Check out the video showing the performance of the application. It is amazing! This technology has a broad and very deep implication in many areas, robotics is just one.

The research  is  available online, together with a library of sample sketches, and other materials. The team is currently considering a ‘Pictionary’ type open source game to expand the systems’ drawing reference library.

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Robots Bring Jobs Back to the US

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The rise of robotic automation in the manufacturing and packaging industry is often blamed for the steep job losses in U.S. manufacturing, along with the rampant outsourcing of labor to cheaper workforces. But a real look at the facts and stats show that things just aren’t that cut and dry.

Check out our infographic below and you’ll see the many ways in which robotics and the reshoring initiative can help increase manufacturing employment in the U.S. From providing improved safety measures in dangerous jobs, to introducing higher-paying, specialized positions that workers can be trained to fill, to laying out the true pros and cons of offshore outsourcing, this infographic sheds some light on the “other side” of the story.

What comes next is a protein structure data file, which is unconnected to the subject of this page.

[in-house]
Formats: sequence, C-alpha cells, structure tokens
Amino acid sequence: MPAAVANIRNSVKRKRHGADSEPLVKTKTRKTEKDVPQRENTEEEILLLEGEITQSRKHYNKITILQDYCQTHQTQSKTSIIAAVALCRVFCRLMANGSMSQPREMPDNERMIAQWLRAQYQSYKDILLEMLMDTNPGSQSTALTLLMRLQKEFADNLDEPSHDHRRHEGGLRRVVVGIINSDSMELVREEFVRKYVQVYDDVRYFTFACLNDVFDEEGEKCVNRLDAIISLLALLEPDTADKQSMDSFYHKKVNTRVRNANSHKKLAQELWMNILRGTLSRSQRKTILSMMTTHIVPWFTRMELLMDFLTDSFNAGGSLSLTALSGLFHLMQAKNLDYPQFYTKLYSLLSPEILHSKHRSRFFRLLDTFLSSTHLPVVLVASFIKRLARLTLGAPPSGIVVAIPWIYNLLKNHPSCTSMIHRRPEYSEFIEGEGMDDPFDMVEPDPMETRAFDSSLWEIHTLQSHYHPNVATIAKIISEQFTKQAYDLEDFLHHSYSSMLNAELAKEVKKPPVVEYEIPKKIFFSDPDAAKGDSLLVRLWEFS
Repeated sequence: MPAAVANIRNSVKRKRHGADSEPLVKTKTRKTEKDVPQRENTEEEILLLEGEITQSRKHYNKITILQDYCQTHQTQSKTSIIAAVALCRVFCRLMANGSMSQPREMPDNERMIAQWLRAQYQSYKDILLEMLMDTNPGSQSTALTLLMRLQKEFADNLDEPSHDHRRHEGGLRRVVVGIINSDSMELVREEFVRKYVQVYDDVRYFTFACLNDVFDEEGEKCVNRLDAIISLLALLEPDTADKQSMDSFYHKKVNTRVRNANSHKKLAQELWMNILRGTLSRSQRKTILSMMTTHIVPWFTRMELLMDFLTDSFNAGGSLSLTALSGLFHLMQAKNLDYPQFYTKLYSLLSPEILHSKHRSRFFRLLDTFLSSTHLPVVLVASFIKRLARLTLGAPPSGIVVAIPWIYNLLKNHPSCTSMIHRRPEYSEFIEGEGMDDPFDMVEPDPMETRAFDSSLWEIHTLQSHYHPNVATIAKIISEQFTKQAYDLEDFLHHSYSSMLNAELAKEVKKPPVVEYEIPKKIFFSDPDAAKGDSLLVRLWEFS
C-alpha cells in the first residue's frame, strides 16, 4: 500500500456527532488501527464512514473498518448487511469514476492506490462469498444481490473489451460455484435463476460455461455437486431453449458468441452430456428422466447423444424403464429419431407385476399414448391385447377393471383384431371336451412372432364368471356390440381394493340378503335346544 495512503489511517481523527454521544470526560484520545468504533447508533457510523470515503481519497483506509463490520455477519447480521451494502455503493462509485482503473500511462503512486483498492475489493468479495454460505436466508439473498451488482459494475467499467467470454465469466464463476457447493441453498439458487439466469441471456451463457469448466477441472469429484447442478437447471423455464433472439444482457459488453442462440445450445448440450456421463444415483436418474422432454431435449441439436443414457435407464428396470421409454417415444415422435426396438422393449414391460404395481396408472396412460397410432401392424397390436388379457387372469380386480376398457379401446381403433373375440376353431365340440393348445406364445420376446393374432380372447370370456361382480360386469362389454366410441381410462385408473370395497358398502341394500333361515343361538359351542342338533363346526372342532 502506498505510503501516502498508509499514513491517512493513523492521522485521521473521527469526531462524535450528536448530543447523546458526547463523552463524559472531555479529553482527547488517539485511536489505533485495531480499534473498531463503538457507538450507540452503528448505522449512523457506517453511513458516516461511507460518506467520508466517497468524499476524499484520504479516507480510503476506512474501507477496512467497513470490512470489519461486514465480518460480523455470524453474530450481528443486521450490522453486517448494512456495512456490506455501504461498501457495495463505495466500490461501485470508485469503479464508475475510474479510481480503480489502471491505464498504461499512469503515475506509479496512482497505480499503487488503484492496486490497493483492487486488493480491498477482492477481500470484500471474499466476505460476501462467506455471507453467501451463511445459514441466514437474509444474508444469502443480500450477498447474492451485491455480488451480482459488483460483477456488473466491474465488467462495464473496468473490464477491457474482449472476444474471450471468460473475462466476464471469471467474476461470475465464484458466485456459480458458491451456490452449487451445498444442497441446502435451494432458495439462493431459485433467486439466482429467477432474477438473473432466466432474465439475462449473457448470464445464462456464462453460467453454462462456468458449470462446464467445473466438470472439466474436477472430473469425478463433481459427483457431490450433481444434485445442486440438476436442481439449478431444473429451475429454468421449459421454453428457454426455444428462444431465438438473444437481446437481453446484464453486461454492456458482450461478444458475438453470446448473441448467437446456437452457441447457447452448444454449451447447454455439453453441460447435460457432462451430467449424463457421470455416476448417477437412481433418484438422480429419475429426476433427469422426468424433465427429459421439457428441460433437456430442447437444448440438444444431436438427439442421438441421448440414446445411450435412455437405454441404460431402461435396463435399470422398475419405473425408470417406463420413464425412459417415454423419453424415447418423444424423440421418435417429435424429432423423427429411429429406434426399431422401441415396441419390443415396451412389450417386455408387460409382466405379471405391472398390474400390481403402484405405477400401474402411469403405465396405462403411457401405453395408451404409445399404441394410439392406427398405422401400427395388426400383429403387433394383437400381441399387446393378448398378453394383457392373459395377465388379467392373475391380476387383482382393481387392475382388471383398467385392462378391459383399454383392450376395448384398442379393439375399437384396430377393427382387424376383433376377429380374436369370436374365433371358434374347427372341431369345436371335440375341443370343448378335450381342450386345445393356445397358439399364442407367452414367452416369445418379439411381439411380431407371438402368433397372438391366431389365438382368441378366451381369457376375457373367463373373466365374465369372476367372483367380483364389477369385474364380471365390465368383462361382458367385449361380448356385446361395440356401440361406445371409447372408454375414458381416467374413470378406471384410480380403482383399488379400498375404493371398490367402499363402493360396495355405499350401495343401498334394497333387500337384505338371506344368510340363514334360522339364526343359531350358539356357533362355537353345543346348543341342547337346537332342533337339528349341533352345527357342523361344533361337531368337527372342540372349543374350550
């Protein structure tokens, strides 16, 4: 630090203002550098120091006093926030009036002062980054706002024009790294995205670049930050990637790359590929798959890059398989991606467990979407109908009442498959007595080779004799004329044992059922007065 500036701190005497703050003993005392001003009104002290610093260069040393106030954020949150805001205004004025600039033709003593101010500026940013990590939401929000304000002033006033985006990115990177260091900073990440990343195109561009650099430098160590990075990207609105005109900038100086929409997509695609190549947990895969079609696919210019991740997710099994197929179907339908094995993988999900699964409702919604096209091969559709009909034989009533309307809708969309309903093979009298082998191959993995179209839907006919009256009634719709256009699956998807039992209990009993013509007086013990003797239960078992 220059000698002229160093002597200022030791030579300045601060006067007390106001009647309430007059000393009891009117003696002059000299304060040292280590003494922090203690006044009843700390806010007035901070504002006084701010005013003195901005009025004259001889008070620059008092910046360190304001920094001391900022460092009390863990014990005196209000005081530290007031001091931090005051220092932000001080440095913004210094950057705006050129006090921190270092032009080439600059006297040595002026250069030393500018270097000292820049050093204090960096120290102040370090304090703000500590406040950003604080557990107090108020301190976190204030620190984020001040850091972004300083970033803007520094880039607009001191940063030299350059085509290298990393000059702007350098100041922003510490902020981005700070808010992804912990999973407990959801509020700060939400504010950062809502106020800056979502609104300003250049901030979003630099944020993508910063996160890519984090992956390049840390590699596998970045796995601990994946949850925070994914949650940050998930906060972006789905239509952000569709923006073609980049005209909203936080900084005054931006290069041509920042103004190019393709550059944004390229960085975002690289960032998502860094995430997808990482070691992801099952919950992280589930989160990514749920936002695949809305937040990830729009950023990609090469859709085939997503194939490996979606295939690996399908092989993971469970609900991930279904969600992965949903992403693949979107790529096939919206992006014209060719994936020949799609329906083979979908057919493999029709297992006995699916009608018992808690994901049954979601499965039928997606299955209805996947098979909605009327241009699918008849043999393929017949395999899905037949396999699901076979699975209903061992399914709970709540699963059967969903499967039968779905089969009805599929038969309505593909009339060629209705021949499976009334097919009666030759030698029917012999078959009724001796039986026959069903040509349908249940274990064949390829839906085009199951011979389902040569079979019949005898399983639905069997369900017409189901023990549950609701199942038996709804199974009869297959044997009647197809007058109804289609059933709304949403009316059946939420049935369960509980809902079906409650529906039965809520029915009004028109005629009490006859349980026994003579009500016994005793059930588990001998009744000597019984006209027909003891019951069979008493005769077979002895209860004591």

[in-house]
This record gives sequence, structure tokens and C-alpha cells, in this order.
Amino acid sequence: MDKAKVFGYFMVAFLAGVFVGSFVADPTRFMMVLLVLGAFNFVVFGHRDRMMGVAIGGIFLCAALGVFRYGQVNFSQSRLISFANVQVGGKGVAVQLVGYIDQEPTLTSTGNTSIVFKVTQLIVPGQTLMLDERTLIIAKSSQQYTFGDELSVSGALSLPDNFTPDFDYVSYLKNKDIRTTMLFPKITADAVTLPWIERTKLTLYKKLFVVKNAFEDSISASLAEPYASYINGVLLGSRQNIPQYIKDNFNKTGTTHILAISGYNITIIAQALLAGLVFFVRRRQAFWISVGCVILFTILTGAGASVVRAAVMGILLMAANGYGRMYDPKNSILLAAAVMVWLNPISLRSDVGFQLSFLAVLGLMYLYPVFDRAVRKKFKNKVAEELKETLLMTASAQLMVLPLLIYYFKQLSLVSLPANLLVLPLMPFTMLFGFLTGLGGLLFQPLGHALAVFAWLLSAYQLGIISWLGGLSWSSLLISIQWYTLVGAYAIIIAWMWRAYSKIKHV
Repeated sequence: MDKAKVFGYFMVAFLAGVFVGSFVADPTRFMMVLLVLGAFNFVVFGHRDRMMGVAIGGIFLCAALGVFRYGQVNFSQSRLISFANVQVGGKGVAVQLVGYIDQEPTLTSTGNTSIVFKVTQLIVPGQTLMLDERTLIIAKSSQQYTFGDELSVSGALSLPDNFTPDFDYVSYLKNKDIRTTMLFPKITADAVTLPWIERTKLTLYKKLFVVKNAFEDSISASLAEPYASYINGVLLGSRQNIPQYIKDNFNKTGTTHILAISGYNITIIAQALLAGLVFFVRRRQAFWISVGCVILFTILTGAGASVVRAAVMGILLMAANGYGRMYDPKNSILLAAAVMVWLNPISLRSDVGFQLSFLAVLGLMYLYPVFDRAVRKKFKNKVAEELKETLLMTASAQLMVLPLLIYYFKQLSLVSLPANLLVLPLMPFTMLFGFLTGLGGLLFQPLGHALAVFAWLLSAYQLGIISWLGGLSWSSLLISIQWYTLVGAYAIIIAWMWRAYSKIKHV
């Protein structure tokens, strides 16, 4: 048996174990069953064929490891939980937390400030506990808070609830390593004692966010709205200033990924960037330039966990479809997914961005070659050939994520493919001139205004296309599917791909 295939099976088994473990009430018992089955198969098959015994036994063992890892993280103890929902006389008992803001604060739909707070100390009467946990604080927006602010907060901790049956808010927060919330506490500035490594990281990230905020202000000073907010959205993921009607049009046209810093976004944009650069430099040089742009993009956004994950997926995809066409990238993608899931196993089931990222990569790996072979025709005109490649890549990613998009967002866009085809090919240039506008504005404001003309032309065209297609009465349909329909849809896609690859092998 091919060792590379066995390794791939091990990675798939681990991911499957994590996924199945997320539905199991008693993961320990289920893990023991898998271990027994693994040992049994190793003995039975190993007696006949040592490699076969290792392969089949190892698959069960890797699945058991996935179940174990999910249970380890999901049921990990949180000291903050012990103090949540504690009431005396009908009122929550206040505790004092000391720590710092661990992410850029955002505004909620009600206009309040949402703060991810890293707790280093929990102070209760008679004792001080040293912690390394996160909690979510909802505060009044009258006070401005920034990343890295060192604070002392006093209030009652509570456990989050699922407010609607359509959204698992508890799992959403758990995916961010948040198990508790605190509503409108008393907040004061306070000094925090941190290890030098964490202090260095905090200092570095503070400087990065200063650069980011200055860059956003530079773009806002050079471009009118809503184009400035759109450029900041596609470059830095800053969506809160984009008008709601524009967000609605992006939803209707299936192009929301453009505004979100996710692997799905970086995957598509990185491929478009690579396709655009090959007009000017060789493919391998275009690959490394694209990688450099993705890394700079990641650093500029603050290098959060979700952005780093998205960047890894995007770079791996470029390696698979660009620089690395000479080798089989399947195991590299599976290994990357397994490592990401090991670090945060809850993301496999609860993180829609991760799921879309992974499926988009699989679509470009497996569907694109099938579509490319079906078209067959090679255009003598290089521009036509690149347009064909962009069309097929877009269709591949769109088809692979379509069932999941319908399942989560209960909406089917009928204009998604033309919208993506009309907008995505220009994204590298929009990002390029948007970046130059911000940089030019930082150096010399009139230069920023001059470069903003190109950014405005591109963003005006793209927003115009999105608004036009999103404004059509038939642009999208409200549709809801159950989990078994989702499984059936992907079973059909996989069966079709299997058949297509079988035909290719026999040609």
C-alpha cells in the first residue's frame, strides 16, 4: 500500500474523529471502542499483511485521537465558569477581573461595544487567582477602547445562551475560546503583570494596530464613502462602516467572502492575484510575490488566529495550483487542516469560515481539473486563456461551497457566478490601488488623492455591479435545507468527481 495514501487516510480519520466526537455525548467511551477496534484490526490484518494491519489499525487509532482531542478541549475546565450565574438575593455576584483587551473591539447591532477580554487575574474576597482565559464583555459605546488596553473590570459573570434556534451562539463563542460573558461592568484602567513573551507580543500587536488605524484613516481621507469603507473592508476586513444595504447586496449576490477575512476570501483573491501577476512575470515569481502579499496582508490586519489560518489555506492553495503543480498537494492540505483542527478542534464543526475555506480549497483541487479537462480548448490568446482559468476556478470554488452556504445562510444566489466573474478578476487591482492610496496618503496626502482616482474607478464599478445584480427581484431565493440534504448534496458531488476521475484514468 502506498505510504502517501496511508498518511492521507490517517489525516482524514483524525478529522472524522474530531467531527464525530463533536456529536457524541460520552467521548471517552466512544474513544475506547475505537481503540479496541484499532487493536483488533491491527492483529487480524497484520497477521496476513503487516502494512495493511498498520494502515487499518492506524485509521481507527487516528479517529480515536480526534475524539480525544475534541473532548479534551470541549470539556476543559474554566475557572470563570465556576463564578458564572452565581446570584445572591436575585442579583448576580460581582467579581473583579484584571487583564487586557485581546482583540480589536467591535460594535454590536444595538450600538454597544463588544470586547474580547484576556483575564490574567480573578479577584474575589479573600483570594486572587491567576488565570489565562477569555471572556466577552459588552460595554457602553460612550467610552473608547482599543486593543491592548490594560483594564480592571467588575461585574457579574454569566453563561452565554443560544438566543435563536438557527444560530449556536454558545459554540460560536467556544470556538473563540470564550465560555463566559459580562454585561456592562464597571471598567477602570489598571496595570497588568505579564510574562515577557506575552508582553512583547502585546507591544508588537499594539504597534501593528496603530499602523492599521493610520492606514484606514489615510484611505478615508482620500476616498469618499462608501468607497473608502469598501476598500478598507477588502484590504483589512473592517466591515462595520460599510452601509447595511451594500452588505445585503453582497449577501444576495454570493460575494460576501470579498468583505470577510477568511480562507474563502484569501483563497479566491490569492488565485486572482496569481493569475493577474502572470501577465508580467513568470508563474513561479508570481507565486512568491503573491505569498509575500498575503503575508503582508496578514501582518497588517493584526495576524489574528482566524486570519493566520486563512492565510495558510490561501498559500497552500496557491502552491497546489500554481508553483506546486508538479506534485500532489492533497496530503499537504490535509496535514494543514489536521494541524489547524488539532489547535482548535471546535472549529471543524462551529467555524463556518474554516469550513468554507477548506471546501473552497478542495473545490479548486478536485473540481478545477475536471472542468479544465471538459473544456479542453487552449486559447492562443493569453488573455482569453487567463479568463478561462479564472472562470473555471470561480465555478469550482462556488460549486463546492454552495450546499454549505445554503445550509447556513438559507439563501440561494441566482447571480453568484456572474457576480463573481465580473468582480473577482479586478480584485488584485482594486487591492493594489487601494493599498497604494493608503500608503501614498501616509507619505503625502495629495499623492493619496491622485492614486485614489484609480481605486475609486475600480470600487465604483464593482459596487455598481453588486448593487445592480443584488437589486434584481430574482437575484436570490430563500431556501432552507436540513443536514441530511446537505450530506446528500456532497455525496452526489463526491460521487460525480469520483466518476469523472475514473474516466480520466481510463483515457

Robots And Automation Bring Jobs Back To The U.S.

Written by Teresa Escrig

September 17th, 2012 at 11:38 pm

Towards the Robot Apps revolution: Controlling a small robot from a Windows 8 App

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I love examples of how to do things. We learn so much from examples!

In this case the example shows both how you can use C# skills to build robots, and also how flexible the new Windows Store app model is when it comes to communicating with remote devices.